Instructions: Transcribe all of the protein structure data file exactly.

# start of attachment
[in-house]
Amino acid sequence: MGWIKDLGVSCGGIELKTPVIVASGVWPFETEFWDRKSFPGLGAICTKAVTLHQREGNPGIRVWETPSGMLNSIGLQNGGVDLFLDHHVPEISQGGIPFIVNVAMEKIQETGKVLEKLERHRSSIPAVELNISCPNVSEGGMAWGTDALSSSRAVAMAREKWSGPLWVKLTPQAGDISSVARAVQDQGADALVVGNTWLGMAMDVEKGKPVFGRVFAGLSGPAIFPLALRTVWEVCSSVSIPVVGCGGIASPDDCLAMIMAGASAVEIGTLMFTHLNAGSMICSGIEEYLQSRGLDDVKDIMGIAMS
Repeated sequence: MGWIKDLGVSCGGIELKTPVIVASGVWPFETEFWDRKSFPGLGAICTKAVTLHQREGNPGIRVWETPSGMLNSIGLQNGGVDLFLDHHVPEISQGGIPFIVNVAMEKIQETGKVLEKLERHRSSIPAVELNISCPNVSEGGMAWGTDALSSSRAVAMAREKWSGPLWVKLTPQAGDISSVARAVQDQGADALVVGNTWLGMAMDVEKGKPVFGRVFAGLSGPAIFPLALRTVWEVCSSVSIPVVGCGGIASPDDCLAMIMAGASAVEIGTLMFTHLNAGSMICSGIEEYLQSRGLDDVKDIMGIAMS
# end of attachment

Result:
[in-house]
Amino acid sequence: MGWIKDLGVSCGGIELKTPVIVASGVWPFETEFWDRKSFPGLGAICTKAVTLHQREGNPGIRVWETPSGMLNSIGLQNGGVDLFLDHHVPEISQGGIPFIVNVAMEKIQETGKVLEKLERHRSSIPAVELNISCPNVSEGGMAWGTDALSSSRAVAMAREKWSGPLWVKLTPQAGDISSVARAVQDQGADALVVGNTWLGMAMDVEKGKPVFGRVFAGLSGPAIFPLALRTVWEVCSSVSIPVVGCGGIASPDDCLAMIMAGASAVEIGTLMFTHLNAGSMICSGIEEYLQSRGLDDVKDIMGIAMS
Repeated sequence: MGWIKDLGVSCGGIELKTPVIVASGVWPFETEFWDRKSFPGLGAICTKAVTLHQREGNPGIRVWETPSGMLNSIGLQNGGVDLFLDHHVPEISQGGIPFIVNVAMEKIQETGKVLEKLERHRSSIPAVELNISCPNVSEGGMAWGTDALSSSRAVAMAREKWSGPLWVKLTPQAGDISSVARAVQDQGADALVVGNTWLGMAMDVEKGKPVFGRVFAGLSGPAIFPLALRTVWEVCSSVSIPVVGCGGIASPDDCLAMIMAGASAVEIGTLMFTHLNAGSMICSGIEEYLQSRGLDDVKDIMGIAMS